United States

Changes to revenue recognition impacting insurance entities

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In May 2014, the Financial Accounting Standards Board (FASB) issued new revenue recognition guidance that will, upon its effective date, replace most pre-existing revenue recognition guidance, including industry-specific guidance, in current U.S. generally accepted accounting principles (GAAP). Implementation of the new guidance must occur no later than the quarter and year beginning January 1, 2018, for public entities (i.e., public business entities and certain not-for-profit entities and employee benefit plans) with a calendar year end. For all other entities with a calendar year end, implementation must occur no later than the year ending December 31, 2019.

While the new guidance replaces most existing industry-specific revenue recognition guidance in U.S. GAAP, it does not replace the guidance applicable to insurance entities in Topic 944, “Financial Services—Insurance,” of the FASB’s Accounting Standards Codification. Accordingly, most risk-bearing insurance entities are scoped out of the new guidance. However, upon its effective date, the revenue recognition guidance previously applied by non-risk bearing entities (and risk-bearing entities for non-risk bearing activities) in the insurance sector (e.g., third-party administrators, agents, brokers) will be superseded. Application of the new guidance by these entities could significantly affect the timing and amount of revenue recognized, depending on their business models and previous accounting policies. In our white paper, Changes to revenue recognition impacting insurance entities, we discuss how the accounting for multiple-deliverable arrangements, performance bonuses, penalties and contingent payments and costs related to customer contracts is impacted by the new guidance.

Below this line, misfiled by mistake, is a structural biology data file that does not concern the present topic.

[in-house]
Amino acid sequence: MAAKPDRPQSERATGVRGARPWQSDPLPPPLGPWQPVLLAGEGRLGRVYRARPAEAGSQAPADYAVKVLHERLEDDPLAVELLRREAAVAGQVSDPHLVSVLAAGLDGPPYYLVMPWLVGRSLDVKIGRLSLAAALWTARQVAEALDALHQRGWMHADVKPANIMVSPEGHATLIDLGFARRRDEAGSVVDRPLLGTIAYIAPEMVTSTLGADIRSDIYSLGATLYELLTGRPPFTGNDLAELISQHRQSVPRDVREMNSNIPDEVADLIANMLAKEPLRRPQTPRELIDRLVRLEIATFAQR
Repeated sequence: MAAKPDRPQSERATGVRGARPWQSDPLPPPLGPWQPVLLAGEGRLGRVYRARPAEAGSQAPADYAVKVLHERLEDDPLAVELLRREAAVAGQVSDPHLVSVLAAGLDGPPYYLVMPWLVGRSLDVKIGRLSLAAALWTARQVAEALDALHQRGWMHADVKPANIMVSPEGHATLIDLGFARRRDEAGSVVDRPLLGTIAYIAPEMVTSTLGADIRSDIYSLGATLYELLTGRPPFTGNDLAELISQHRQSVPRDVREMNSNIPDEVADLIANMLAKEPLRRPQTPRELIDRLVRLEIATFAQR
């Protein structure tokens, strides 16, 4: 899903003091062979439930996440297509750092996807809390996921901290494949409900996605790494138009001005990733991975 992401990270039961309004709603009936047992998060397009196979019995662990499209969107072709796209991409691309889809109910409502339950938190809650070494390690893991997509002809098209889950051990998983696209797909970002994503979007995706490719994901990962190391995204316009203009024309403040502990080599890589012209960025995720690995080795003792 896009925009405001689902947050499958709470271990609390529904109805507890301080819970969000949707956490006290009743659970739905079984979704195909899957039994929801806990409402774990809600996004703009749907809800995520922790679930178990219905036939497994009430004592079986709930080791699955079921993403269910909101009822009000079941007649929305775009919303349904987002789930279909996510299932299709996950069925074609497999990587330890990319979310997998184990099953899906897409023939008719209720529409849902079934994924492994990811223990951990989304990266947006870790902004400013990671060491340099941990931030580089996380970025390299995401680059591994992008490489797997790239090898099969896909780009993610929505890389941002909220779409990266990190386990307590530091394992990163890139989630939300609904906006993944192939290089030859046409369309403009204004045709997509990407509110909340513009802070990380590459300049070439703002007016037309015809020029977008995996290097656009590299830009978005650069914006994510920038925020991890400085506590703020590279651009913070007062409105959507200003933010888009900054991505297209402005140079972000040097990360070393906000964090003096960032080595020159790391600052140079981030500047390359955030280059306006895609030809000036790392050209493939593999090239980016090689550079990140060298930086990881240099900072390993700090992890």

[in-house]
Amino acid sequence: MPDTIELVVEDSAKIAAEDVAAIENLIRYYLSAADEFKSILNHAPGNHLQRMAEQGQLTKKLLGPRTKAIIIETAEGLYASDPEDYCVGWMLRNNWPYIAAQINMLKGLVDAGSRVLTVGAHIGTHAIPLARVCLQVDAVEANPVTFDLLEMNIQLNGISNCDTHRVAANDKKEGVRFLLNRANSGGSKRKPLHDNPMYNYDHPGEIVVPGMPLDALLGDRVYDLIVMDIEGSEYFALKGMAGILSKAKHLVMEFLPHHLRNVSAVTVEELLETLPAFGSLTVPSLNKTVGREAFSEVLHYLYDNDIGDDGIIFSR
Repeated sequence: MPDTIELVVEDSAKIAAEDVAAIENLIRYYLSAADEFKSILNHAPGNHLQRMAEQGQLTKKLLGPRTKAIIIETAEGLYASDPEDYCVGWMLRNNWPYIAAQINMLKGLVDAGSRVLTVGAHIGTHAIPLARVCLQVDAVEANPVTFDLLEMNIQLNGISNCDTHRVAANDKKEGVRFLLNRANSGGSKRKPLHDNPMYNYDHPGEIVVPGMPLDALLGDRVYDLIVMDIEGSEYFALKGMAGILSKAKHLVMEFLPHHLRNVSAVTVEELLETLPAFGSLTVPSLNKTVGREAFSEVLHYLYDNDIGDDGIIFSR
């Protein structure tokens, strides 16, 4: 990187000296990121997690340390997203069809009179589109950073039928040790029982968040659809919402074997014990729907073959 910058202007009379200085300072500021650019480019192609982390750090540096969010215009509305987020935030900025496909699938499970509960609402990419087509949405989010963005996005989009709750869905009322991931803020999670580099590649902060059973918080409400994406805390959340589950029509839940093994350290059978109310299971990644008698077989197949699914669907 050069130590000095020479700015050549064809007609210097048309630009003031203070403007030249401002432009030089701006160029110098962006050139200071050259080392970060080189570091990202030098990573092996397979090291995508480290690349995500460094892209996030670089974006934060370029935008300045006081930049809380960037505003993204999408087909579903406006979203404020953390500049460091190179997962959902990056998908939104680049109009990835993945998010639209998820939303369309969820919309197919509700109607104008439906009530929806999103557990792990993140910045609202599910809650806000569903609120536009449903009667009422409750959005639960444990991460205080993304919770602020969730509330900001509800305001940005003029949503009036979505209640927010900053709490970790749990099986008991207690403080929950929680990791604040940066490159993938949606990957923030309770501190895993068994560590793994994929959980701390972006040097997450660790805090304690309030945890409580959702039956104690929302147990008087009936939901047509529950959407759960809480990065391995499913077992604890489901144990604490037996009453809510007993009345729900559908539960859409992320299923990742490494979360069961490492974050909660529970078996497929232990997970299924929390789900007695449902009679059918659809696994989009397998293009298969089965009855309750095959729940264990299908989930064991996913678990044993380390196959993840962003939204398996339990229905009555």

While the FASB provided delayed effective dates for the new guidance, it was with the understanding its implementation would be a significant undertaking for many (if not most) entities. With almost three years having passed since initial issuance of the new guidance, entities should be well on their way to assessing how it will affect their revenue recognition policies and disclosures and developing an implementation plan. This is particularly true for public entities, those entities that plan on electing the full retrospective transition method and those entities that have multi-year contract terms with their customers.

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